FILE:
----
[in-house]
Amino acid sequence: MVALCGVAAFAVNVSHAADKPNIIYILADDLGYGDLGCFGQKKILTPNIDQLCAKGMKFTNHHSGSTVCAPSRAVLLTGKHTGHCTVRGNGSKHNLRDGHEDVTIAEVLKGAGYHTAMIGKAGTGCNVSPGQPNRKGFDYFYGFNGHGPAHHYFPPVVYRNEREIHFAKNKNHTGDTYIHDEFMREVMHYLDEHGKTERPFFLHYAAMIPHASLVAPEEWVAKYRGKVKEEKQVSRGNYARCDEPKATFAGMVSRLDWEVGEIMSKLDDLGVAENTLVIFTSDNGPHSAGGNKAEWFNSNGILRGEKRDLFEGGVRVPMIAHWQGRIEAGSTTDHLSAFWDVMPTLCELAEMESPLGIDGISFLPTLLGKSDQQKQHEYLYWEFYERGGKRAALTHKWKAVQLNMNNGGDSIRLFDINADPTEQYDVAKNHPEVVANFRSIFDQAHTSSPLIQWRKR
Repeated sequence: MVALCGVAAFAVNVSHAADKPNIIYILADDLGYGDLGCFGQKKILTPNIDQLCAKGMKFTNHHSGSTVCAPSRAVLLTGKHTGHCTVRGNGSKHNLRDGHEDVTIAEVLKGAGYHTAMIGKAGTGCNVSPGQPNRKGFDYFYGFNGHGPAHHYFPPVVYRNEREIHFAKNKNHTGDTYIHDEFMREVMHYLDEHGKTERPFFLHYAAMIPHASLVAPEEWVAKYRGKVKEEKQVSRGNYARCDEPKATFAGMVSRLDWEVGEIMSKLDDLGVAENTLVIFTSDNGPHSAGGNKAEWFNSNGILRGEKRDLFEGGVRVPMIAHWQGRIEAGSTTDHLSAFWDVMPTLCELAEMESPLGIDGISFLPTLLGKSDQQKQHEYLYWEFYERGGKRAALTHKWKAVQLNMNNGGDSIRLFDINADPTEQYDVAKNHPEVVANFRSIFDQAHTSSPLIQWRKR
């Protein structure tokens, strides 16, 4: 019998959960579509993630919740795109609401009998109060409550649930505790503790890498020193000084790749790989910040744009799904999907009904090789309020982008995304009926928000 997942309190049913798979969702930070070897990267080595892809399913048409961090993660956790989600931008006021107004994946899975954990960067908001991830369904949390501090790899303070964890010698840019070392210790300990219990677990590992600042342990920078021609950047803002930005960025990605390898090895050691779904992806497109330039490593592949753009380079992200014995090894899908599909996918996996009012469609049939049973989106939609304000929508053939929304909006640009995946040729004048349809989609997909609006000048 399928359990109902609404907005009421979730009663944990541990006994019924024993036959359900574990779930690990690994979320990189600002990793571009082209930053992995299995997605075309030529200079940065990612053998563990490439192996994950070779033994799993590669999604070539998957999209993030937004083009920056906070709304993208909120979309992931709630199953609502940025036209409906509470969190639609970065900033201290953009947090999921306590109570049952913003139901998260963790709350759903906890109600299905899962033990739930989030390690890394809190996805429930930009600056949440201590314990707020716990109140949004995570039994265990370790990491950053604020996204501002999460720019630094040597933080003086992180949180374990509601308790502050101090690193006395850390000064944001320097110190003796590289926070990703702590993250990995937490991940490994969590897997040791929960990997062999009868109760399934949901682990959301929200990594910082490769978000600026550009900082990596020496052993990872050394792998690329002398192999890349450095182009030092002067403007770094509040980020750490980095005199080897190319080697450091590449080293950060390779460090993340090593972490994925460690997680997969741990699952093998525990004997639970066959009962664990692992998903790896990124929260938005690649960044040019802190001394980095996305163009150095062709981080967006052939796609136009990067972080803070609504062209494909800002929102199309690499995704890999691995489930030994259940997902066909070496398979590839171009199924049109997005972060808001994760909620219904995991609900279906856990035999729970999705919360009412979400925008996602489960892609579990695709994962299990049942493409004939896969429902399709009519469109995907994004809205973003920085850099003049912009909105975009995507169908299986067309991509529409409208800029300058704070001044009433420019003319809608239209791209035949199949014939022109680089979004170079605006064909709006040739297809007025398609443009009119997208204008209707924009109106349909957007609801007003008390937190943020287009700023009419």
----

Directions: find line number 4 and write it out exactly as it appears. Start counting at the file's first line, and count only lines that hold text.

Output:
């Protein structure tokens, strides 16, 4: 019998959960579509993630919740795109609401009998109060409550649930505790503790890498020193000084790749790989910040744009799904999907009904090789309020982008995304009926928000 997942309190049913798979969702930070070897990267080595892809399913048409961090993660956790989600931008006021107004994946899975954990960067908001991830369904949390501090790899303070964890010698840019070392210790300990219990677990590992600042342990920078021609950047803002930005960025990605390898090895050691779904992806497109330039490593592949753009380079992200014995090894899908599909996918996996009012469609049939049973989106939609304000929508053939929304909006640009995946040729004048349809989609997909609006000048 399928359990109902609404907005009421979730009663944990541990006994019924024993036959359900574990779930690990690994979320990189600002990793571009082209930053992995299995997605075309030529200079940065990612053998563990490439192996994950070779033994799993590669999604070539998957999209993030937004083009920056906070709304993208909120979309992931709630199953609502940025036209409906509470969190639609970065900033201290953009947090999921306590109570049952913003139901998260963790709350759903906890109600299905899962033990739930989030390690890394809190996805429930930009600056949440201590314990707020716990109140949004995570039994265990370790990491950053604020996204501002999460720019630094040597933080003086992180949180374990509601308790502050101090690193006395850390000064944001320097110190003796590289926070990703702590993250990995937490991940490994969590897997040791929960990997062999009868109760399934949901682990959301929200990594910082490769978000600026550009900082990596020496052993990872050394792998690329002398192999890349450095182009030092002067403007770094509040980020750490980095005199080897190319080697450091590449080293950060390779460090993340090593972490994925460690997680997969741990699952093998525990004997639970066959009962664990692992998903790896990124929260938005690649960044040019802190001394980095996305163009150095062709981080967006052939796609136009990067972080803070609504062209494909800002929102199309690499995704890999691995489930030994259940997902066909070496398979590839171009199924049109997005972060808001994760909620219904995991609900279906856990035999729970999705919360009412979400925008996602489960892609579990695709994962299990049942493409004939896969429902399709009519469109995907994004809205973003920085850099003049912009909105975009995507169908299986067309991509529409409208800029300058704070001044009433420019003319809608239209791209035949199949014939022109680089979004170079605006064909709006040739297809007025398609443009009119997208204008209707924009109106349909957007609801007003008390937190943020287009700023009419």